FTX founder Bankman-Fried objects to strict bail, prosecutors call him ‘sandbag’

NEW YORK, Jan 28 (Reuters) – Lawyers for Sam Bankman-Fried urged a U.S. judge on Saturday that the accused FTX cryptocurrency executive should not be barred from contacting former colleagues as part of his bail. Customer “in a bad light”

Prosecutors responded to a request by federal prosecutors Friday night that most employees at FTX or his Alameda research hedge fund could not speak without lawyers or use encrypted messaging apps such as Signal or Slack, or potentially automatically delete messages. .

Bankman-Fried, 30, has been freed on $250 million bond after pleading not guilty to fraud charges that stole billions of dollars from the now-bankrupt FTX.

Prosecutors said it was necessary to prevent witness tampering and other obstruction of justice in response to Bankman-Fried’s recent attempt to contact a potential witness against her, the general counsel of an FTX subsidiary.

But in a letter to U.S. District Judge Louis Kaplan in Manhattan, Bankman-Fried’s attorneys said prosecutors imposed “excessive” bail conditions without disclosing that the two sides discussed bail last week.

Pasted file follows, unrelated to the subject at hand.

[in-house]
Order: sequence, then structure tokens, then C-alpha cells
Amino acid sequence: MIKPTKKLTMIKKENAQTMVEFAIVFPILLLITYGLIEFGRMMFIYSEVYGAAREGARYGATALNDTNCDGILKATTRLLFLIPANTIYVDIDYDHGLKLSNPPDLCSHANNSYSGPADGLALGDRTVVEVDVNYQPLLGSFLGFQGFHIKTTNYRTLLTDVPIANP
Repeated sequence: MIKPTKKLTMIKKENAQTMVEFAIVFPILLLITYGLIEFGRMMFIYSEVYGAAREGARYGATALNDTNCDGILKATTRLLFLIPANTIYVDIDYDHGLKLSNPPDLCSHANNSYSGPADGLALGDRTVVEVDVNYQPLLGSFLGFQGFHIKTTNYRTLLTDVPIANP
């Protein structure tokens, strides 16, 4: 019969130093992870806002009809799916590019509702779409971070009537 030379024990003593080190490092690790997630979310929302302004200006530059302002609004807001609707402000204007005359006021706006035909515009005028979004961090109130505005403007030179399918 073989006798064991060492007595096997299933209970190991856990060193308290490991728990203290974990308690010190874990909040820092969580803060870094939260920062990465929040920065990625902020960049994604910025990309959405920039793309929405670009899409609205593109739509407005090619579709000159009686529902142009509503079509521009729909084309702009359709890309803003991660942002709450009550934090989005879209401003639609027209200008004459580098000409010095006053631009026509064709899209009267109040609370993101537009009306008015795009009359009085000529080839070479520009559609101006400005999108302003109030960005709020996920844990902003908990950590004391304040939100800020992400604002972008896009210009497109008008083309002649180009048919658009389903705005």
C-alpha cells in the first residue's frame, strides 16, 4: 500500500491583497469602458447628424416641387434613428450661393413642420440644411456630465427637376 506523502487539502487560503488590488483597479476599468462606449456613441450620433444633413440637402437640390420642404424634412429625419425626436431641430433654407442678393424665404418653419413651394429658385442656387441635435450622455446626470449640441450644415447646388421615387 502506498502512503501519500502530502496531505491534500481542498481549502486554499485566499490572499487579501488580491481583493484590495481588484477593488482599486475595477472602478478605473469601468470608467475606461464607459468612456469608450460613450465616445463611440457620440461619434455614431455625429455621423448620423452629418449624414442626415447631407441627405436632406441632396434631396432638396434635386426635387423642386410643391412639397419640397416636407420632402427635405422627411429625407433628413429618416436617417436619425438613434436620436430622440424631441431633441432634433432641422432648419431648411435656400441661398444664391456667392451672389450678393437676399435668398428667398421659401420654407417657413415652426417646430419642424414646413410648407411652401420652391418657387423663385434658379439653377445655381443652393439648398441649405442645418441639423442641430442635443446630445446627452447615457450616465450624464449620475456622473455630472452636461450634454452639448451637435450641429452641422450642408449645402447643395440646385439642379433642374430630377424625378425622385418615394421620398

“Rather than wait for any response from the defense, the government sandbagged the process and filed this letter at 6:00 p.m. on Friday,” Bankman-Fried’s attorneys wrote. “The government clearly believes that a one-sided presentation – to put our client in the worst possible light – is the best way to get the result it’s looking for.”

Bankman-Fried’s attorneys said their client’s efforts to contact John Ray, the general counsel appointed as FTX’s chief executive during the bankruptcy, were attempts to provide “assistance” and did not interfere.

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A spokeswoman for U.S. Attorney Damian Williams in Manhattan declined to comment.

Bankman-Fried’s lawyers proposed that their client have access to some colleagues, including her therapist, but were not allowed to speak with Carolyn Ellison and Zixiao “Gary” Wang, who pleaded guilty and cooperated with prosecutors.

They said that because Bankman-Fried did not use the auto-delete feature, the signal blocking was not necessary and that he could be concerned that he was “unfounded.”

Prosecutors also asked for a bail condition barring Banker-Fried from accessing FTX, Alameda or cryptocurrency assets, saying there was “no evidence” he was responsible for the alleged unauthorized transactions.

In an order Saturday, Kaplan gave attorneys until Monday to address Bankman-Fried’s concerns.

“The court expects all counsel to refrain from discrediting the actions and intentions of their adversaries,” the judge added.

Reporting by Jonathan Stempel in New York; Editing by Andrea Ricci

Our Standards: Thomson Reuters Trust Principles.

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